Too bad for him Christine and Roland meet and team up, and Roland’s the kind of bounty-hunting ass-kicker you really don’t want protecting your dedicated victim. Much violence, kidnappings, and a few explosions ensue.
I don’t think Cold Harvest is the biggest milestone in director Isaac Florentine’s decades-long crusade to make US direct-to-video action and martial arts films that are actually worth watching, carry a consciousness of genre history, and handle genre tropes knowingly yet lovingly. That doesn’t mean this isn’t a fun movie. In fact, it’s rather a lot of fun, but it does have a couple of problems.
For one, the post-apocalyptic world the NuImage budget provides is the usual mix of abandoned industrial buildings, and grotty sets, just with no lights in the sky (yet still an abundance of working light sources) and as such not exactly a delight to look at – it’s more than just a bit drab, and there’s very little to actually gawk at. Secondly – and I’m sorry, Gary Daniels fans – dear Gary Daniels only barely manages to get through the moments when the film actually needs him to act (and the script does take care not to put that much of a strain on him), even in scenes where saintly Barbara Crampton puts in rather a lot of effort to make him look good.
Which of course already leads us to some of Cold Harvest’s strong points, namely, Barbara Crampton who’d lighten up a shitty film and surely doesn’t do less to a really fun one like this, Gary Daniels when he’s not acting but hitting, kicking, shooting and pitchfork-ening people, and Isaac Florentine, esquire.
I’m not even sure it’s still necessary for me to praise Florentine’s action direction, but I’ll do it just to be sure: as usual, Florentine’s action scenes are incredibly energetic – it’s difficult not to use the old cliché of them exploding off the screen – yet never feel the need to go for the “cool” cop out shot that makes it more difficult to see what stunt actors and actors are actually doing. The basis of Florentine’s approach to action is based on the idea that the stuff his performers actually do is as cool as things can get, and it is his job to emphasise what they can do instead of hiding what they can’t. This time around, the style feels particularly Hong Kong to me, with 80s and 90s martial arts scenes and gun fu with a Western genre influence being the centre of Florentine’s attention. There’s a lot of action going around too, of course, but, as always, Florentine’s putting creativity and thought into the bits where nobody dies too.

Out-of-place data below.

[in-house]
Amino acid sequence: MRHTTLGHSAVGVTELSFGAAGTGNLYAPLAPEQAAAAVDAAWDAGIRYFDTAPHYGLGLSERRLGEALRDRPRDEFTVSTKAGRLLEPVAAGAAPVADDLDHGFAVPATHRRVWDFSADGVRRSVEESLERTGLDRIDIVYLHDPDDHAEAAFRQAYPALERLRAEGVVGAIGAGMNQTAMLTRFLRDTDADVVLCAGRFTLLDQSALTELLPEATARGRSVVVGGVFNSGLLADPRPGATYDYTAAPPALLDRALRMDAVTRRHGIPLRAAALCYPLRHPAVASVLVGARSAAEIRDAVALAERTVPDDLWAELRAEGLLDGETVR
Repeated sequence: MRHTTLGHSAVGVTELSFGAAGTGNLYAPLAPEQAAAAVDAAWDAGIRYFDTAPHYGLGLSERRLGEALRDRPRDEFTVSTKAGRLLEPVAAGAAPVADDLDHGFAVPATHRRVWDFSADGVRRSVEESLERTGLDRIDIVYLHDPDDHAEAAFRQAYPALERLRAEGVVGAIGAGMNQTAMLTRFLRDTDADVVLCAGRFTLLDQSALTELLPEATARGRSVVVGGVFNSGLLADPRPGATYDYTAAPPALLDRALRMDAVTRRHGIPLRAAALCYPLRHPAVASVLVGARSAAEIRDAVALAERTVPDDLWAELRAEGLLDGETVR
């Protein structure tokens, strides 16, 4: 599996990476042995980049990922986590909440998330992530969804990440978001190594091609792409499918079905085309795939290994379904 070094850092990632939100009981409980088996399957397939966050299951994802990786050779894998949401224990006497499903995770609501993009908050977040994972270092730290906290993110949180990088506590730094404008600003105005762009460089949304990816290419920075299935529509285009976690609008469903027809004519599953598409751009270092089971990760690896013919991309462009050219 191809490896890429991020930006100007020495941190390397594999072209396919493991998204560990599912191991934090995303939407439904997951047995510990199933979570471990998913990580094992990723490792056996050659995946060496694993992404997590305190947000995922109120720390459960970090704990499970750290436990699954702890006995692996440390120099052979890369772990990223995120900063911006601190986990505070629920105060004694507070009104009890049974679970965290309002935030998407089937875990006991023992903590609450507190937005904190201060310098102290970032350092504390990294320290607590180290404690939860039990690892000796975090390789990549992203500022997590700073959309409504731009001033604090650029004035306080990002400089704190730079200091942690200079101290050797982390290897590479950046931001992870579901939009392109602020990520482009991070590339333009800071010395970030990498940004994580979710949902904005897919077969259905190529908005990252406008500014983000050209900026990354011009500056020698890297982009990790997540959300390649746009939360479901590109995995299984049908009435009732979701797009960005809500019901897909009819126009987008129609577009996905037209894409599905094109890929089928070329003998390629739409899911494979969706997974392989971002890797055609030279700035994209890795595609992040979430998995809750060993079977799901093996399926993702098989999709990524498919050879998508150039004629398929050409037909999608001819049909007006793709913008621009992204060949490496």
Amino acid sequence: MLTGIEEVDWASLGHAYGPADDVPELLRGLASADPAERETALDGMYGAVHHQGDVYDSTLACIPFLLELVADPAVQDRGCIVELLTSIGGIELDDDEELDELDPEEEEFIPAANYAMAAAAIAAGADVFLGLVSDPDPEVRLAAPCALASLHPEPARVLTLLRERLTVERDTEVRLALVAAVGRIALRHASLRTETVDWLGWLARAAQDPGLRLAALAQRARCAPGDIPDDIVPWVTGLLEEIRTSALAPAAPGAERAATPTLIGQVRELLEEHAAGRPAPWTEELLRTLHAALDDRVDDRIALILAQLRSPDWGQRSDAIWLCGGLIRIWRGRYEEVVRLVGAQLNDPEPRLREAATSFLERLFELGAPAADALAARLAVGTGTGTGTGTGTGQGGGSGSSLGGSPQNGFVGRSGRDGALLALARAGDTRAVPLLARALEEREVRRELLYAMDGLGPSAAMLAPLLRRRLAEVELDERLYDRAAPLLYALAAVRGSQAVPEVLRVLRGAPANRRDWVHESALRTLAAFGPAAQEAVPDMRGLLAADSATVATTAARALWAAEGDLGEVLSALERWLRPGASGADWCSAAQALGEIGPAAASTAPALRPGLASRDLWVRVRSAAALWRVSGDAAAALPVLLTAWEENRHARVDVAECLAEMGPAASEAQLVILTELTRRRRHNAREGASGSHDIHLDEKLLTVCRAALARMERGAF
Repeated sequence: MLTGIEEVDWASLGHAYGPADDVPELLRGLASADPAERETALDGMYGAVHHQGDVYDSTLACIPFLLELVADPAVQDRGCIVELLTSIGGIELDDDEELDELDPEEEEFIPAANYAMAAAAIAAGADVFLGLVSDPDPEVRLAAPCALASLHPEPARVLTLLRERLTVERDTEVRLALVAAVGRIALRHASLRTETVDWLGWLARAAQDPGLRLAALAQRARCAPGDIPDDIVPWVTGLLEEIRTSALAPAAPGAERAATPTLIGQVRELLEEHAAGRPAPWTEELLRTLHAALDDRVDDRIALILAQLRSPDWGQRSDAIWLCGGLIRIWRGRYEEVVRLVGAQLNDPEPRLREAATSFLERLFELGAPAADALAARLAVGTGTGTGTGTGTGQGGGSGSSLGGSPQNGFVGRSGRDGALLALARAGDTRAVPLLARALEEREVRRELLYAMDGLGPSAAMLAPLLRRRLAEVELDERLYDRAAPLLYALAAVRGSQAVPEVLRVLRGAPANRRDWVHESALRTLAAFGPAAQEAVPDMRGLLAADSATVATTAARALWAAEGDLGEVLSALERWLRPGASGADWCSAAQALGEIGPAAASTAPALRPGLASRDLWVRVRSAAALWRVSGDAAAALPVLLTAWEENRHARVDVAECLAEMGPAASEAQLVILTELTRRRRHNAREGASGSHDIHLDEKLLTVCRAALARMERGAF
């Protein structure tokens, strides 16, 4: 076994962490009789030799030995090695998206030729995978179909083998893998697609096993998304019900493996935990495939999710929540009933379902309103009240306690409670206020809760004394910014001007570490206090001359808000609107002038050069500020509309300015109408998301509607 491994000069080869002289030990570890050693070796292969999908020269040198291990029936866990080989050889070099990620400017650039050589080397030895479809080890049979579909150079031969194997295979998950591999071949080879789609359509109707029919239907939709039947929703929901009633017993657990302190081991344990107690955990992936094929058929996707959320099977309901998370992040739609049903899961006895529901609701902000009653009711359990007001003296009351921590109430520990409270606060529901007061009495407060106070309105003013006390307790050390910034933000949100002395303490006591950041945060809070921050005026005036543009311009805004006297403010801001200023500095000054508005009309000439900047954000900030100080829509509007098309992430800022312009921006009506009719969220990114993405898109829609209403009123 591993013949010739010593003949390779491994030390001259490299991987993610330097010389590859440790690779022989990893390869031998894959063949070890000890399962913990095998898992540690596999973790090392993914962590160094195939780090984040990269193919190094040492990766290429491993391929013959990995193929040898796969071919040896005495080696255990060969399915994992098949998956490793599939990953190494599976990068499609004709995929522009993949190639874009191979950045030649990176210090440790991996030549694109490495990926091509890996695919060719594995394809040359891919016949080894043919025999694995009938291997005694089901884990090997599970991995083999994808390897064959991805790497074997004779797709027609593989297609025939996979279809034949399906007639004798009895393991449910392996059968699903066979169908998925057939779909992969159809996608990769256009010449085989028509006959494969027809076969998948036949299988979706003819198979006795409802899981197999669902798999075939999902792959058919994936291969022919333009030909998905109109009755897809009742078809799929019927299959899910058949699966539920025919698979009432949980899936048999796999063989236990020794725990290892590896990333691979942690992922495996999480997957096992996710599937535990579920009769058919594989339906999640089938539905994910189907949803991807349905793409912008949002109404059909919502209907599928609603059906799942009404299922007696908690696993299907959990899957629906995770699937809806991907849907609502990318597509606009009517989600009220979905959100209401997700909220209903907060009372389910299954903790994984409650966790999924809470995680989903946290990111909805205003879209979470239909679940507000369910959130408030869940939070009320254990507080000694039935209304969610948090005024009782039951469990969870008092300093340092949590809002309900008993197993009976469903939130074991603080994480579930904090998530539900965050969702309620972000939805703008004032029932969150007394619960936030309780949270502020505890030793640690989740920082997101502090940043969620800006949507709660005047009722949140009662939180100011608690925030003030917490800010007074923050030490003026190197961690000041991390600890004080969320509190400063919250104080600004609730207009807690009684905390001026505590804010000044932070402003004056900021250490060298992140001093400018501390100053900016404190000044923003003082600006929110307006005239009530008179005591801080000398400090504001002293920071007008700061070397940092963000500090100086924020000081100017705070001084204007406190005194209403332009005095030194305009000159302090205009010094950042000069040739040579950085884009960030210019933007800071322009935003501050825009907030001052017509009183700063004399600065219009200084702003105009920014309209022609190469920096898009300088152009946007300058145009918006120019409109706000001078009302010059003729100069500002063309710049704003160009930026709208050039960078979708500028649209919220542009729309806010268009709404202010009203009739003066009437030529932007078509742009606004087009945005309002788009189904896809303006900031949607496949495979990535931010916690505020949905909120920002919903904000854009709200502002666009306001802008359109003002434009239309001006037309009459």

Sure, the emotional parts are consciously cheesy (just look at the hilarious bit where Crampton washes her back while Daniels polishes his gun and watches her in a mirror and oh so many ever so slightly sexually loaded gestures are made) but then, that’s the only emotional content that fits a film like this.
Other joys are Genesse’s awesome and strange performance as Little Ray, a main henchman who is into noses (don’t ask him why), and a whole lot of overdubbed whoosh and swish noises. Turns out Gary Daniels can’t turn his head without the air around him going “woosh” in sheer excitement. And who could blame it?